- ASX SPI 200 futures little changed at 7,148.00
- Dow Average down 0.2% to 33,852.66
- Aussie down 1.3% to 0.6601 per US$
- U.S. 10-year yield fell 5.5bps to 3.7097%
- Australia 3-year bond yield fell 5.9 bps to 3.87%
- Australia 10-year bond yield fell 6 bps to 3.87%
- Gold spot down 0.3% to $1,907.49
- Brent futures up 1.9% to $73.62/bbl
- 10:30: (AU) Australia to Sell A$500 Million 84-Day Bills
- 10:30: (AU) Australia to Sell A$1 Billion 105-Day Bills
- 11:30: (AU) May Job Vacancies QoQ, prior -1.5%
- 11:30: (AU) May Retail Sales MoM, est. 0.1%, prior 0%
Wall Street traders took Jerome Powell’s hawkish signals in stride, with bond yields down and stocks fluctuating in one of the last few days of a quarter that saw a blistering artificial-intelligence rally.
Swap market bets on further tightening barely budged after the Fed’s chief downplayed the odds of a recession while signaling officials could hike for two straight meetings, if needed.
Oil rose after a US government report showed nationwide stockpiles fell the most in two months, outpacing market expectations.
BHP Group Ltd. is calling for Australia to lift a longstanding ban on nuclear power as the country moves to decarbonize its electricity system.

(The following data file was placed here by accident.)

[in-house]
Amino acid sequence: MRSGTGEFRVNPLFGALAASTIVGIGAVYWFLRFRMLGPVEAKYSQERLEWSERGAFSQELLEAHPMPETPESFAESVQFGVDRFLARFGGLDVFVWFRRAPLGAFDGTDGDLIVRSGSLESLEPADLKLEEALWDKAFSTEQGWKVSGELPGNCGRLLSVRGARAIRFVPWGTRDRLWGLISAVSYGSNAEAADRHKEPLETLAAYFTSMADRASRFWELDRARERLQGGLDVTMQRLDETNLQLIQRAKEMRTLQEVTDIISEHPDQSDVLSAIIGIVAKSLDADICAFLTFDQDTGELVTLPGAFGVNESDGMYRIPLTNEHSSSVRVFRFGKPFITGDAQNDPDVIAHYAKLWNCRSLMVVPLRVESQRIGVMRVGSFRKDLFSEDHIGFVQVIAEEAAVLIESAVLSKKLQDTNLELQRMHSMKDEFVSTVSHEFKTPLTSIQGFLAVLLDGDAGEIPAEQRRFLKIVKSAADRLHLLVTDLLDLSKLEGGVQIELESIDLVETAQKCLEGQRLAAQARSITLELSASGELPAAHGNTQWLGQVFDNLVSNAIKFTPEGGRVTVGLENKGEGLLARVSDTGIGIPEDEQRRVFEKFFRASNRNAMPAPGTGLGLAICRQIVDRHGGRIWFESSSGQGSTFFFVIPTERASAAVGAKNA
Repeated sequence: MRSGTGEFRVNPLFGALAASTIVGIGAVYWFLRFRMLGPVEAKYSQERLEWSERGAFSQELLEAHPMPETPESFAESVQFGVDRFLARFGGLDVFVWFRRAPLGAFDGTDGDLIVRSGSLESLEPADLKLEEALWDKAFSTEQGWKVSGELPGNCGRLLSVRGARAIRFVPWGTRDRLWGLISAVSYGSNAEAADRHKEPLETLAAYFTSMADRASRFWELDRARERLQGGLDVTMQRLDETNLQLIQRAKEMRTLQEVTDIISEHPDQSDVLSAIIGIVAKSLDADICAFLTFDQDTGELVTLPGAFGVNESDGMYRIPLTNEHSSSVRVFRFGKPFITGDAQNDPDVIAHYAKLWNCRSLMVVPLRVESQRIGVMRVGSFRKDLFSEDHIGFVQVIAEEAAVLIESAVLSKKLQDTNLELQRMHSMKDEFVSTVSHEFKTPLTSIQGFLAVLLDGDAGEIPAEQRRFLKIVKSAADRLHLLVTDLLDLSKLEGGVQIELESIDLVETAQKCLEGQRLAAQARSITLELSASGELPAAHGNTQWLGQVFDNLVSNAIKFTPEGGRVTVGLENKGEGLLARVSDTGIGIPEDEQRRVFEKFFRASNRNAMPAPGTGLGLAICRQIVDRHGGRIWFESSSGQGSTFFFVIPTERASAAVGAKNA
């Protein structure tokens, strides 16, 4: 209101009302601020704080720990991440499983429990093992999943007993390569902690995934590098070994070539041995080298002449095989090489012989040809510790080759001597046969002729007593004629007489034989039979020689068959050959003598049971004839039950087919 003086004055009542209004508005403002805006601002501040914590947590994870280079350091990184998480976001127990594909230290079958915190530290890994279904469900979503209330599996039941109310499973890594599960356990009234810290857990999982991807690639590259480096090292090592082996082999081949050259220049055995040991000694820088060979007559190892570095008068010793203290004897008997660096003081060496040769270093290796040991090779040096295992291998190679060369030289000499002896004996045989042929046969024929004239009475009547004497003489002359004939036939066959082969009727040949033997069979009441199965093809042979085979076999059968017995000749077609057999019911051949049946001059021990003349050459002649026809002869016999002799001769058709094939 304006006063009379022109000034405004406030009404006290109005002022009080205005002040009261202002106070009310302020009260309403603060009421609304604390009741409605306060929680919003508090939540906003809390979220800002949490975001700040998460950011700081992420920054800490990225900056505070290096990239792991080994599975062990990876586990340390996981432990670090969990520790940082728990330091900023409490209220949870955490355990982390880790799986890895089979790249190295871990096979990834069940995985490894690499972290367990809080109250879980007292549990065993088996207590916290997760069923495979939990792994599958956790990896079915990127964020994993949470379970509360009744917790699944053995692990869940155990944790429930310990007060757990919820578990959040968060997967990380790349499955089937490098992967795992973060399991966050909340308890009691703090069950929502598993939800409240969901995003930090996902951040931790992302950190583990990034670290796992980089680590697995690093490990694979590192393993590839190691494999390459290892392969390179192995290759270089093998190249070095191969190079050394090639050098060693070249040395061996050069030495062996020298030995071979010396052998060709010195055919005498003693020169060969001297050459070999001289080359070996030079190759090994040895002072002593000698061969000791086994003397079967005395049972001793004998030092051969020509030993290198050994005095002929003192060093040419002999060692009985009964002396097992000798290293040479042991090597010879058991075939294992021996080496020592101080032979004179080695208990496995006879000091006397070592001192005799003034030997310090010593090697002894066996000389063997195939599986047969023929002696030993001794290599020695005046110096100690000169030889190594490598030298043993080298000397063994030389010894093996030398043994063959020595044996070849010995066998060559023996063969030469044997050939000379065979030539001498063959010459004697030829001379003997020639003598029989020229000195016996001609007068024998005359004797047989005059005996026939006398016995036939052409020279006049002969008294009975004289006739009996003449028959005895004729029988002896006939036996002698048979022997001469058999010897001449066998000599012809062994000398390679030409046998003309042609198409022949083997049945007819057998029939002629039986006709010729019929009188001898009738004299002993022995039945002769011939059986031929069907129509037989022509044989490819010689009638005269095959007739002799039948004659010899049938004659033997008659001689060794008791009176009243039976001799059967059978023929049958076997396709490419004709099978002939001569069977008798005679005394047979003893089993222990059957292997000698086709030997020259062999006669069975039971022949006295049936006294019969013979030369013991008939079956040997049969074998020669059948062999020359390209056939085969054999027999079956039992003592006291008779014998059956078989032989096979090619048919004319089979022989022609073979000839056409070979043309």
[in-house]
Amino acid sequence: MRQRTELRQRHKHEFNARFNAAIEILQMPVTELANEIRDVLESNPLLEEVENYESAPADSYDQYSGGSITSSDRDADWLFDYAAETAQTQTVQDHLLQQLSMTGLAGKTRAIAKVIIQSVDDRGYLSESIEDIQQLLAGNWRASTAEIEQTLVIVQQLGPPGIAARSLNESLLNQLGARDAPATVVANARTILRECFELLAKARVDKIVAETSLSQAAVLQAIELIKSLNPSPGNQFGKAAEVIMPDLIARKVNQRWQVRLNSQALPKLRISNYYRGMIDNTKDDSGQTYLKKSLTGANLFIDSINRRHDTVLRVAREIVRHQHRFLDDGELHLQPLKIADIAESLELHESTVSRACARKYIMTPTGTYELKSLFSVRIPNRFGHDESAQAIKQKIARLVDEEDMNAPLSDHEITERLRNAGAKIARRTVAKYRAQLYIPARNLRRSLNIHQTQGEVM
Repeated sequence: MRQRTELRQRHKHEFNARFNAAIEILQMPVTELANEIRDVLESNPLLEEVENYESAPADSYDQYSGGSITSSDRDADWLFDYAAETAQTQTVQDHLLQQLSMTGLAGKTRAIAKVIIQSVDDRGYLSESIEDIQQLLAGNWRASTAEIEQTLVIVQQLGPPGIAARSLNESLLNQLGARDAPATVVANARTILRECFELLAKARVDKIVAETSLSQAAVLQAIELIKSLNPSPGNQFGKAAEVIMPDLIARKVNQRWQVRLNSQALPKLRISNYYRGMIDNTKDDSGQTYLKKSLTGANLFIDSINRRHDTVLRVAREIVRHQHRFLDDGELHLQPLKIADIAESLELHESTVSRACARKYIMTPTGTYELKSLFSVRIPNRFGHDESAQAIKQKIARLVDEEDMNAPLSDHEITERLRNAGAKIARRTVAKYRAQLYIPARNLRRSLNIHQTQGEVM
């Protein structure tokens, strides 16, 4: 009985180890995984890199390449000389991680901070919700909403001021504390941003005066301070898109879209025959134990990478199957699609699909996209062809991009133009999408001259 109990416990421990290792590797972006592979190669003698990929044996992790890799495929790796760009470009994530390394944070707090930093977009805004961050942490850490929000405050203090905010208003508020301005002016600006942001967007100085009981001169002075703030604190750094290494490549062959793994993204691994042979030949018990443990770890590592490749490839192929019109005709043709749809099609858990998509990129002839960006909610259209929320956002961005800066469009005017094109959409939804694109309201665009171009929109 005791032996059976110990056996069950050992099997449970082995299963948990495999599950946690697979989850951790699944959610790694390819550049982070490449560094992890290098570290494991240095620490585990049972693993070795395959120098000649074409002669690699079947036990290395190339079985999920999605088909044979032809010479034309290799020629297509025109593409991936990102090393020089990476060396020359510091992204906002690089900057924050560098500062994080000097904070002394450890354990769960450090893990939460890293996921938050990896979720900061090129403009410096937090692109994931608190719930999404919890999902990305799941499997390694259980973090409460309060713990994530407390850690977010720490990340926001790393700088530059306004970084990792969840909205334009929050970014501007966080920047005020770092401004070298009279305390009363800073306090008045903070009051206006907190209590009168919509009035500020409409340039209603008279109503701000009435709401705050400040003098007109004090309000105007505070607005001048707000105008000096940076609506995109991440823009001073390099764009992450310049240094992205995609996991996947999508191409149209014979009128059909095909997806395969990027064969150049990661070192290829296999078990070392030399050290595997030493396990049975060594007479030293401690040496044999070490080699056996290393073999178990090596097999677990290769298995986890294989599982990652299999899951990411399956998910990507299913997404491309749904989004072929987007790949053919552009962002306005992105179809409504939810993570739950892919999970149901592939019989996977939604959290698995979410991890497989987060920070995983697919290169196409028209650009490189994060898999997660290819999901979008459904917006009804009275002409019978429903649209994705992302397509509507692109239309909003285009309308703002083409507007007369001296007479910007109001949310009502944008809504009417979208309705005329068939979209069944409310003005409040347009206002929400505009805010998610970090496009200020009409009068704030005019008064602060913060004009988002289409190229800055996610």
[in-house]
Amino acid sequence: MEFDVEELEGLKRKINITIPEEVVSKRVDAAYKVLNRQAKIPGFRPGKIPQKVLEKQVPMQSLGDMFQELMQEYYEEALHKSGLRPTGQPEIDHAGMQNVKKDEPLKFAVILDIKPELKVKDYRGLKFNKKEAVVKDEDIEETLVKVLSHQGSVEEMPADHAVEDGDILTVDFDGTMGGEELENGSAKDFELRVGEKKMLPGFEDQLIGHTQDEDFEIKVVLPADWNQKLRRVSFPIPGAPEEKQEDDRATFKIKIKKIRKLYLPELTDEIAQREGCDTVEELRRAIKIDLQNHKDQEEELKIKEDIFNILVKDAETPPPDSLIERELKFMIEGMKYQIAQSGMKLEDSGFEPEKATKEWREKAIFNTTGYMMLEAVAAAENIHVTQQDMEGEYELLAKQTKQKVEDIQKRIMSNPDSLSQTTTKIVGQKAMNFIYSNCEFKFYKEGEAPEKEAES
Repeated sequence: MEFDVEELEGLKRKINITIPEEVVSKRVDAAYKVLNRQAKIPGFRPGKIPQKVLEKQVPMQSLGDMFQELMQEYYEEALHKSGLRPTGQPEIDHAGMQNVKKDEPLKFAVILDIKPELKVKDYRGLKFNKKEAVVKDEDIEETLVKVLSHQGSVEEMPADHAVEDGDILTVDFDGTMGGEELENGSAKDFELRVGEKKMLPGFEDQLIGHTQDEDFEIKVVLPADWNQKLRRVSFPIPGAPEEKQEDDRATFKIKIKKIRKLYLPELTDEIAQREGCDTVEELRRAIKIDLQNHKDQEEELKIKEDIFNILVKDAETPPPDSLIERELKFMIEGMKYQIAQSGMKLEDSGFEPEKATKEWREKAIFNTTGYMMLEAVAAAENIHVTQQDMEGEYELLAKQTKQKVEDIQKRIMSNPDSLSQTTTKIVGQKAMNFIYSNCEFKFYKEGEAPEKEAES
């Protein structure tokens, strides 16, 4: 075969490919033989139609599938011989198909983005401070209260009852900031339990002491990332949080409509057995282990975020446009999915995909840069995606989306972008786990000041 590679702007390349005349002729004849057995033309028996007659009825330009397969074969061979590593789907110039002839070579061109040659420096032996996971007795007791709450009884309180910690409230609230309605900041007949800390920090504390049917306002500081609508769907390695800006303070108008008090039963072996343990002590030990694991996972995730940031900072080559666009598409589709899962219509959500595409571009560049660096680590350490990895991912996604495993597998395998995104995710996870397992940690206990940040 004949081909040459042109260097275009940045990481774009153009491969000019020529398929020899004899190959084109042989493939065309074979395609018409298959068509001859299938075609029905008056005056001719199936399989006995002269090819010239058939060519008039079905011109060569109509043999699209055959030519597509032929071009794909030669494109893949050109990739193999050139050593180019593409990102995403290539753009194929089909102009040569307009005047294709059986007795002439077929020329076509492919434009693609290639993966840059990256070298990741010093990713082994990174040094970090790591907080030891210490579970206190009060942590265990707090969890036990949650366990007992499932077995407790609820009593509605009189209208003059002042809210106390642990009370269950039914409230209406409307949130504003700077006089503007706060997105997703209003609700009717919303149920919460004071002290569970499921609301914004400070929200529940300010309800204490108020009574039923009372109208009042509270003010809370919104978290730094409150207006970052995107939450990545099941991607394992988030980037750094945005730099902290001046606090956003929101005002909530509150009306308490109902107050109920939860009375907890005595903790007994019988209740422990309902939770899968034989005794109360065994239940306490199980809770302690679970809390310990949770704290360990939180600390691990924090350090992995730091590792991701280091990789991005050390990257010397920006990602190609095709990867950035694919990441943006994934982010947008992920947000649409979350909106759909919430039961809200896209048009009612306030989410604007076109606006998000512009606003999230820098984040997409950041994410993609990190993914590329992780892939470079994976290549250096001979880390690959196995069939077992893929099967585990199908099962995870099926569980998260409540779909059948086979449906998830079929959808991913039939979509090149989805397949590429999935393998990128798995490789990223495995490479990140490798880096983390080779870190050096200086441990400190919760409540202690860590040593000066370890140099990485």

Nuclear “must be part of the conversation” in Australia, Laura Tyler, chief technical officer at the world’s biggest miner, said in an interview on Wednesday.
“To make sure we have that safe, reliable energy mix, we need to be able to mix it up” with nuclear complementing wind, solar, batteries and other sources of electricity, she said. “Everything needs to be on the table.”
The bulk of BHP’s earnings come from its Australian iron ore and coal mines, but the company also produces uranium, the fuel for nuclear reactors, at its Olympic Dam site in South Australia.
After being shunned due to safety concerns, nuclear energy is enjoying a resurgence in global popularity due to a shortage of natural gas following Russia’s invasion of Ukraine. The need to decarbonize electricity grids and the development of smaller and cheaper reactors is also making it more attractive.
Australia has never had nuclear power and there’s been a prohibition on its use in place since the 1990s. The Labor government supports the ban, arguing the country’s wealth of renewable resources means it’s not needed.
However, the opposition Liberal-National coalition wants it overturned, on the grounds that wind, solar and batteries can’t provide reliable baseload power to replace coal plants that are being phased out.
BHP aims to get to net zero across its operations by 2050, but warned last week that its emissions might rise in the short term.